How to Cook Delicious Pork Chine for Maximum Flavor

Pork chine is an underutilized cut of meat from the pork shoulder that sits along the backbone. It contains incredibly tender and succulent meat when cooked properly.

Chine is not commonly found in grocery stores, but a good butcher should be able to get it for you. I highly recommend seeking out this flavorful cut of pork to enjoy its deliciousness.

Cooking pork chine does require some special handling compared to typical pork chops or roasts. Through trial and error I’ve discovered the ideal methods for preparing chine to highlight its natural richness and make the meat so tender it practically melts in your mouth.

Follow my tips below to turn inexpensive pork chine into a mouthwatering centerpiece meal that will have your guests begging for more This underrated cut delivers serious bang for your buck!

What is Pork Chine?

Pork chine is a roughly square cut of meat from the top of the shoulder, just below the loin. It sits on either side of the backbone and contains a mix of dark and light meat.

One side will be covered with a hearty fat cap. The other side reveals the spine bone that runs through the middle of the chine. It usually weighs 2-3 pounds.

The fat marbling and bone add plenty of moisture and flavor. While many braise or stuff pork chine, roasting it uncovered is my favorite way to savor its luxe texture.

Choosing the Right Chine

Not all pork chine is created equal. Here’s what to look for:

  • Thickness – 1 to 1 1⁄2 inches provides the best ratio of dark and light meat.

  • Fat cap – Pick chine with an even 1⁄4 inch layer of fat, avoid very thick or thin.

  • Weight – Target 2 to 2 1⁄2 pounds which offers multiple servings.

  • Appearance – Select chine that looks moist with a fresh pink/red color.

Pass on chine with dry, dull meat or thick, yellow fat which indicates an older pig. Paying attention ensures the best eating experience.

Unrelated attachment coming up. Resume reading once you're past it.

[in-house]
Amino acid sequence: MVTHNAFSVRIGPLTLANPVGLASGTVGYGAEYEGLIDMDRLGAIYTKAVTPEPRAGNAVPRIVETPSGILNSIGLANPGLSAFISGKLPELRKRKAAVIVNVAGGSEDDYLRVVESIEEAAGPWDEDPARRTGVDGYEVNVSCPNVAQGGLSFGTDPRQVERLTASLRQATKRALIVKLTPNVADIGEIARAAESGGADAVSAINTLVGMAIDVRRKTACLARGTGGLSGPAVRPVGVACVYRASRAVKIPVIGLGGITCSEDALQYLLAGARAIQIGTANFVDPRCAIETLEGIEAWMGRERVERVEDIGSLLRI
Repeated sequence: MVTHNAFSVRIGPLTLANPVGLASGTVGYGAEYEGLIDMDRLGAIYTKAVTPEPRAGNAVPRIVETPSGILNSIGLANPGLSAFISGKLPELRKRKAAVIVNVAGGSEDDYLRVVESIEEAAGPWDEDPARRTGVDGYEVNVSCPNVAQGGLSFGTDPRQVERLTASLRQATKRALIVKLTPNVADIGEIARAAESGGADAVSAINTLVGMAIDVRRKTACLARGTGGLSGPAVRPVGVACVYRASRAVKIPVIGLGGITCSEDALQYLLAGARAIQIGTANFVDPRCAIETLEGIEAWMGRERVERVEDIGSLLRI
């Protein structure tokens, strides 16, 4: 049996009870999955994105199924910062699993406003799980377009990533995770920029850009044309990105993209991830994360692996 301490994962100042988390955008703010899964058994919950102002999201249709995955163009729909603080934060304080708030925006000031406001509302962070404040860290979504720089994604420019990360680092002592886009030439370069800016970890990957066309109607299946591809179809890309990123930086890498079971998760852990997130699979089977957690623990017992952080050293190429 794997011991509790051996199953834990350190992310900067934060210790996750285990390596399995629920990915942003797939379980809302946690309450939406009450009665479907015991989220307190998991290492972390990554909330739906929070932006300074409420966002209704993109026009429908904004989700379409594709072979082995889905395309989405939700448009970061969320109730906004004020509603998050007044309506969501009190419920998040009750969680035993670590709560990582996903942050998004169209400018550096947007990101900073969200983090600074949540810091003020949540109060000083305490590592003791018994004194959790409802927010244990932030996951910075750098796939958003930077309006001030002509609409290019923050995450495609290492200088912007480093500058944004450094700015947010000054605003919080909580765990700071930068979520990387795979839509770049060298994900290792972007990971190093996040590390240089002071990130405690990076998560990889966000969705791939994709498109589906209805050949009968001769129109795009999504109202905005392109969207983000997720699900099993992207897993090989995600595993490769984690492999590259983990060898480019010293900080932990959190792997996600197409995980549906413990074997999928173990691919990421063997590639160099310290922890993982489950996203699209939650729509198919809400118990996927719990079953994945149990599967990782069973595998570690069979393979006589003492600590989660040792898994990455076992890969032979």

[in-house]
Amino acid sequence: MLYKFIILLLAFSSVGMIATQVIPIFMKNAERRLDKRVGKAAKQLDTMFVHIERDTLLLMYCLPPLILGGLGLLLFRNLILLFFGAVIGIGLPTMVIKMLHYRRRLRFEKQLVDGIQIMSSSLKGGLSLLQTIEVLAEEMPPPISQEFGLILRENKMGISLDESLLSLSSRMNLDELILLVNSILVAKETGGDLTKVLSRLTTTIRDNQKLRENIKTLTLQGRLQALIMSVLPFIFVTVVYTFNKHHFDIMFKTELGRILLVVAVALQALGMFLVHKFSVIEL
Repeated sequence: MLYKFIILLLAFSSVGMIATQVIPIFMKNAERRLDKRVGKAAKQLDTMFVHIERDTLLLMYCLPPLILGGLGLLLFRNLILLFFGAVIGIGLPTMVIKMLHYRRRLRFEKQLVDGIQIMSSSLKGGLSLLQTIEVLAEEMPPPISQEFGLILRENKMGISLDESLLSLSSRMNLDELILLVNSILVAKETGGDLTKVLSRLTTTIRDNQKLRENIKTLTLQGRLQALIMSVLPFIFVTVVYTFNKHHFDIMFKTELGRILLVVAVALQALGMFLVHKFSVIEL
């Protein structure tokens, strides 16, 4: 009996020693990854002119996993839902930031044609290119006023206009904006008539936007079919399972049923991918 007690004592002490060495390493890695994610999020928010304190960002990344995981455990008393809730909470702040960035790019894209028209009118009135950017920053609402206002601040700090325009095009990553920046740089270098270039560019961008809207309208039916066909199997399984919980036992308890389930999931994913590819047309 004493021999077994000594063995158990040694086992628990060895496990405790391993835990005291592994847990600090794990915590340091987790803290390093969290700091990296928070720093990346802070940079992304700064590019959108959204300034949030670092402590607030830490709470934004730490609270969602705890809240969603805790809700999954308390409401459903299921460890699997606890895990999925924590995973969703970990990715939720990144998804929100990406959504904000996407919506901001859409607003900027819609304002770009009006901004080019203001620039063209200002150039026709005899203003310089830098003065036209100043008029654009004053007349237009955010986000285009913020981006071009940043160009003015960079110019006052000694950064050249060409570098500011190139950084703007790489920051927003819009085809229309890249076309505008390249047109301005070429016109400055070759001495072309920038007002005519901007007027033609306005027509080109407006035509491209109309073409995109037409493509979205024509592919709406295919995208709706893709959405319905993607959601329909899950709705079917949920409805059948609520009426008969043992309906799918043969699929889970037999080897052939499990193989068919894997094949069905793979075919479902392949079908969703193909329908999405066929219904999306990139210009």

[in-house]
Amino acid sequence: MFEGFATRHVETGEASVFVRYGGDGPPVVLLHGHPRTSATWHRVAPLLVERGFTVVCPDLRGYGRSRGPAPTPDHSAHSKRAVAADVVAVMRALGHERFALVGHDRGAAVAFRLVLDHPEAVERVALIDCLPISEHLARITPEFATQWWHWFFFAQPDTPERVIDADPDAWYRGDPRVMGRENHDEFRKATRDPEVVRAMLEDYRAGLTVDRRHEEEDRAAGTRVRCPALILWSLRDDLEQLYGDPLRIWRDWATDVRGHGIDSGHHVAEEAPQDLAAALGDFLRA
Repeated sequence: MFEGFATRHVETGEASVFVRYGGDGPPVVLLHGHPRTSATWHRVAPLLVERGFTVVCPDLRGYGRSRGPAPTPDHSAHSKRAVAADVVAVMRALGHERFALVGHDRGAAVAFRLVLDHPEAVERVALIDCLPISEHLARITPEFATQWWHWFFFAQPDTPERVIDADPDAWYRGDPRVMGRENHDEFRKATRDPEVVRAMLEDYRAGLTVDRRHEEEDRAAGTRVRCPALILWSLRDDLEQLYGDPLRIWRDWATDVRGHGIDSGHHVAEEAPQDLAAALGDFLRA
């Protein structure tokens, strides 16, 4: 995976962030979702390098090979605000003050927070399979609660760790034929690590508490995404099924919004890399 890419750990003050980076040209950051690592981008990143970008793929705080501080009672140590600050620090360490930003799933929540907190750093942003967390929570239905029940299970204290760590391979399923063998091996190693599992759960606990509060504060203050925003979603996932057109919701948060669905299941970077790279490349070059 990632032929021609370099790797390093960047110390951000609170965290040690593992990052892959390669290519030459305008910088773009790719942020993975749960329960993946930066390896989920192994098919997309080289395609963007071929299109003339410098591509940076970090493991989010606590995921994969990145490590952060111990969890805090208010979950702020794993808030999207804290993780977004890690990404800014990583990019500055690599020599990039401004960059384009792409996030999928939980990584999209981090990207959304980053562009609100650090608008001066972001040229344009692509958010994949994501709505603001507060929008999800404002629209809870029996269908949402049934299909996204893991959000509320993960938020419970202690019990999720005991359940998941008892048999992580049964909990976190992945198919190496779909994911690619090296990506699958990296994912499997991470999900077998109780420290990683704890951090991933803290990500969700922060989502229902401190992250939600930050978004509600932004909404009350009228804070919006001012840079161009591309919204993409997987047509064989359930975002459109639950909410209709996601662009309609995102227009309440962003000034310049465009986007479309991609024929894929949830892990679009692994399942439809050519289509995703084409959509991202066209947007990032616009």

Prepare the Meat for Seasoning

Before seasoning your pork chine, it helps to trim excess fat and perform some shallow slits:

  • Trim fat cap – Leave just 1⁄4 inch, trim off any over 1⁄2 inch thick.
  • Score fat – Use a sharp knife to cut shallow slits in a crosshatch pattern.
  • Slit for stuffing (optional) – Make 5 perpendicular slashes across meat not reaching bone.

Scoring allows seasonings to penetrate better and juices to escape while cooking. It also provides space to stuff aromatics if desired.

Seasoning is Crucial

Pork chine benefits tremendously from a flavorful dry rub or marinade before cooking. Here are my go-to combos:

  • Basic – Salt, pepper, garlic powder, onion powder
  • Cajun – Smoked paprika, chili powder, cumin, oregano
  • Italian – Rosemary, fennel, crushed pepper flakes
  • Sweet and savory – Brown sugar, cumin, coriander, cinnamon

Make sure to pat chine very dry before applying any wet marinade or rub. Use your hands to evenly coat all surfaces with the seasoning for maximum coverage.

Let marinated chine refrigerate for 4-12 hours to allow the flavors to deeply penetrate. Dry rubbed chine only needs 20-30 minutes sitting before cooking.

Roasting Uncovered for Crispy Perfection

In my experience, roasting uncovered at a high temp delivers the best results for pork chine. Basting is not necessary thanks to the fat cap.

Follow these tips for perfectly roasted chine:

  • Preheat oven – Crank oven to 400°F to quickly brown and crisp the exterior.

  • ** Roast fat side up** – This allows the rendering fat to baste the meat and get crispy crackling.

  • Use a rack – Elevate chine on a broiler pan or rack over a baking sheet to aid air flow.

  • **Cook to temp **- Roast until it reaches 145°F internally, then rest 10 minutes.

  • Check often – Rotate chine and use a meat thermometer to monitor doneness.